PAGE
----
Trauma-related stress in Australia: contains 27 brief and readable essays by leading Australian and US clinicians, researchers, administrators and observers of the stress that often follows exposure to, or involvement in violence and brutality. The scope and scale of the problem are immense and it touches the lives of millions of Australians.
It generates massive costs in mental health, criminality, drug and alcohol use, family disruption
and lost productivity. Known to earlier generations of the military as ‘shell shock’ this debilitating spectrum of mental changes continues to bedevil large numbers of our veterans. But it also affects significant numbers of people who work in police forces, ambulance services and other helping professions who, as ‘first responders’ are often witnesses to horrific scenes. Similar manifestations of stress also affect victims of rape, child abuse, domestic violence and incarceration. The accounts presented here suggest that trauma related stress is costing industries and the taxpayer many billions of dollars. A more constructive approach to prevention, early intervention and effective treatment and rehabilitation is clearly essential. This will require not only increased research but increased cooperation and collaboration between government and other employee agencies. Trauma-related stress is having a profound effect on our social and economic well-being and a national conversation between experts, politicians and policymakers to develop and implement improved ways of preventing and treating trauma associated with stress is urgently required.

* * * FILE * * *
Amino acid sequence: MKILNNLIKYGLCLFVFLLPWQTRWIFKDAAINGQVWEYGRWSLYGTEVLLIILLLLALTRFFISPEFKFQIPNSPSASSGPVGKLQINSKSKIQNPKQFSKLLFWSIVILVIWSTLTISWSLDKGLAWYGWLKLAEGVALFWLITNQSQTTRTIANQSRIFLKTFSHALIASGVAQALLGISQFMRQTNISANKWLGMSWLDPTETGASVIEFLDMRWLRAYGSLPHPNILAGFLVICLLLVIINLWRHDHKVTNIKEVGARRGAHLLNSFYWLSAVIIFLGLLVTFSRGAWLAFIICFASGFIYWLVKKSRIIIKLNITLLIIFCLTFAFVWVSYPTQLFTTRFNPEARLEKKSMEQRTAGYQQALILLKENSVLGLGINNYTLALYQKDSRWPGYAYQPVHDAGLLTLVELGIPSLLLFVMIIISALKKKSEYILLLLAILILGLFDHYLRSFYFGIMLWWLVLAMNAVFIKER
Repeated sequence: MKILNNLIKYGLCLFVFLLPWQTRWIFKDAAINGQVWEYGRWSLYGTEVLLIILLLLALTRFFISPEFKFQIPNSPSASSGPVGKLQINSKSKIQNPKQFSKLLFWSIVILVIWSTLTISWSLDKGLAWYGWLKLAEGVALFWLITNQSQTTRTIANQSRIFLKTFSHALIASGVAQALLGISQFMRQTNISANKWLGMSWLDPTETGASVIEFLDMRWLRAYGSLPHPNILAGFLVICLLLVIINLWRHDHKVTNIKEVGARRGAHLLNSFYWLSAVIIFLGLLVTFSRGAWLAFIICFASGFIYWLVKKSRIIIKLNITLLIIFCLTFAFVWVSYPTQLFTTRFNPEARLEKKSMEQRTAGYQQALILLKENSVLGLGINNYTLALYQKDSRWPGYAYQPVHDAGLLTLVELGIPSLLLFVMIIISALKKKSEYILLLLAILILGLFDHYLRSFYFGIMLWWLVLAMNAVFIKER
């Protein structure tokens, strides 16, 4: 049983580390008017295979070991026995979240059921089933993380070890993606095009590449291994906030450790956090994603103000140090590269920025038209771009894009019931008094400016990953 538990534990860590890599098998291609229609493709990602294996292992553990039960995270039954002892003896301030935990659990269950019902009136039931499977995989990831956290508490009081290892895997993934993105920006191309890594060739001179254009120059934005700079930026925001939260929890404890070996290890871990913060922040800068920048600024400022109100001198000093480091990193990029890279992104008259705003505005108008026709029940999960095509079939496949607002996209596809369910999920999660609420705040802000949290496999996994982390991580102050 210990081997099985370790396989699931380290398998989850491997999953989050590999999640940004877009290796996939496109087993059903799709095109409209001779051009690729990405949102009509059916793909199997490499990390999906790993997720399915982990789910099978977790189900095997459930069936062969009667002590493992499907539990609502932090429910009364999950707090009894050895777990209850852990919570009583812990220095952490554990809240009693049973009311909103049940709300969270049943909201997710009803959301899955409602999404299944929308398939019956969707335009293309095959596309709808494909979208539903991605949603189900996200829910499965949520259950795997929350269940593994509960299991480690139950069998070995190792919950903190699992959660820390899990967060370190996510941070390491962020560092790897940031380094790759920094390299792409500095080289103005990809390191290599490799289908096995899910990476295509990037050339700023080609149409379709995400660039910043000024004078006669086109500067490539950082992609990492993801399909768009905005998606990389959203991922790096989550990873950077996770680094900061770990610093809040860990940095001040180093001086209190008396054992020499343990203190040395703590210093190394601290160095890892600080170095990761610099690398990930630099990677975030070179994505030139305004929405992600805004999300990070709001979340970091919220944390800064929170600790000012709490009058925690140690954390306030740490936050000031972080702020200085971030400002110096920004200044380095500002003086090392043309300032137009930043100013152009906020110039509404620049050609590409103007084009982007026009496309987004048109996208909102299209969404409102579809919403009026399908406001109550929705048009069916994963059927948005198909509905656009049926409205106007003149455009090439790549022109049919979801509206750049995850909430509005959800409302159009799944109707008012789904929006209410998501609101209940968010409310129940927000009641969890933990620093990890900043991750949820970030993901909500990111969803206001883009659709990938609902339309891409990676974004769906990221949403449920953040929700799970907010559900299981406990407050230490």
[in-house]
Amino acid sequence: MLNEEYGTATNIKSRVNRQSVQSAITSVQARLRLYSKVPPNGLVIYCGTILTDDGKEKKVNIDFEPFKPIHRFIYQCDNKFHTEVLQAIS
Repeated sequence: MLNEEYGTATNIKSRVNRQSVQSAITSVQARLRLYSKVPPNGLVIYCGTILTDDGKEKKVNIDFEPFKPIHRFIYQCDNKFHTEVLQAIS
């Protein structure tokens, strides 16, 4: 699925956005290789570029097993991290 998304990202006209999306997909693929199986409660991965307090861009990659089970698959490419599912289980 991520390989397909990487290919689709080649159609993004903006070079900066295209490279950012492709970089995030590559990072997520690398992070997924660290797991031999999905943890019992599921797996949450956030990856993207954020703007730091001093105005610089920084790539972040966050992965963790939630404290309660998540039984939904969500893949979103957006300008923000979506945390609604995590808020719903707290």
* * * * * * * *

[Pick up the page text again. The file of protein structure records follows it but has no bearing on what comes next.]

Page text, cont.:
Wide societal application, Readable essays by national experts A condition that touches millions of Australians